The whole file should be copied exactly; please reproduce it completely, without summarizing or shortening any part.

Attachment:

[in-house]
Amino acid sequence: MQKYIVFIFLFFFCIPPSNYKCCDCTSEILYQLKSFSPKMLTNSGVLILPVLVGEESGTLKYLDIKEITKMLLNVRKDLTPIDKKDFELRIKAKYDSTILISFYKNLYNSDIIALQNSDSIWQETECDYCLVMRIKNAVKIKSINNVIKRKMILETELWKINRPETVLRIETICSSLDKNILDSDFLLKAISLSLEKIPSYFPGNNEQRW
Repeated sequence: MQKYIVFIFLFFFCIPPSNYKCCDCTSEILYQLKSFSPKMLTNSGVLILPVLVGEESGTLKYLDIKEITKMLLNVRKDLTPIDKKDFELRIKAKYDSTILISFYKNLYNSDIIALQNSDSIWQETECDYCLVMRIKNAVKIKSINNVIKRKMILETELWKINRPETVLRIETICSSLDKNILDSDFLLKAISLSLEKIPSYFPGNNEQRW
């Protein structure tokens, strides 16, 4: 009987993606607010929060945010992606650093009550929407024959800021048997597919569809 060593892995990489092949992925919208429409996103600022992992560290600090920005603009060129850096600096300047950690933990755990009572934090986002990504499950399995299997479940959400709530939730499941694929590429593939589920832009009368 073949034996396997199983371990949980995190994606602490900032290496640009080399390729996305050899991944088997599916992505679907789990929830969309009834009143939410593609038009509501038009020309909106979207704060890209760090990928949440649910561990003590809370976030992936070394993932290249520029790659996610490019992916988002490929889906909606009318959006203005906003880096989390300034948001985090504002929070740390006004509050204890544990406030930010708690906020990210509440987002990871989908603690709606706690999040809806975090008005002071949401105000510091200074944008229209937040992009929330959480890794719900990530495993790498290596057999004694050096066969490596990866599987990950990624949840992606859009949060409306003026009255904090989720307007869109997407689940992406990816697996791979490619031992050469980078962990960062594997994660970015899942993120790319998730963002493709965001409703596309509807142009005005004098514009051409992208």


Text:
[in-house]
Amino acid sequence: MQKYIVFIFLFFFCIPPSNYKCCDCTSEILYQLKSFSPKMLTNSGVLILPVLVGEESGTLKYLDIKEITKMLLNVRKDLTPIDKKDFELRIKAKYDSTILISFYKNLYNSDIIALQNSDSIWQETECDYCLVMRIKNAVKIKSINNVIKRKMILETELWKINRPETVLRIETICSSLDKNILDSDFLLKAISLSLEKIPSYFPGNNEQRW
Repeated sequence: MQKYIVFIFLFFFCIPPSNYKCCDCTSEILYQLKSFSPKMLTNSGVLILPVLVGEESGTLKYLDIKEITKMLLNVRKDLTPIDKKDFELRIKAKYDSTILISFYKNLYNSDIIALQNSDSIWQETECDYCLVMRIKNAVKIKSINNVIKRKMILETELWKINRPETVLRIETICSSLDKNILDSDFLLKAISLSLEKIPSYFPGNNEQRW
């Protein structure tokens, strides 16, 4: 009987993606607010929060945010992606650093009550929407024959800021048997597919569809 060593892995990489092949992925919208429409996103600022992992560290600090920005603009060129850096600096300047950690933990755990009572934090986002990504499950399995299997479940959400709530939730499941694929590429593939589920832009009368 073949034996396997199983371990949980995190994606602490900032290496640009080399390729996305050899991944088997599916992505679907789990929830969309009834009143939410593609038009509501038009020309909106979207704060890209760090990928949440649910561990003590809370976030992936070394993932290249520029790659996610490019992916988002490929889906909606009318959006203005906003880096989390300034948001985090504002929070740390006004509050204890544990406030930010708690906020990210509440987002990871989908603690709606706690999040809806975090008005002071949401105000510091200074944008229209937040992009929330959480890794719900990530495993790498290596057999004694050096066969490596990866599987990950990624949840992606859009949060409306003026009255904090989720307007869109997407689940992406990816697996791979490619031992050469980078962990960062594997994660970015899942993120790319998730963002493709965001409703596309509807142009005005004098514009051409992208």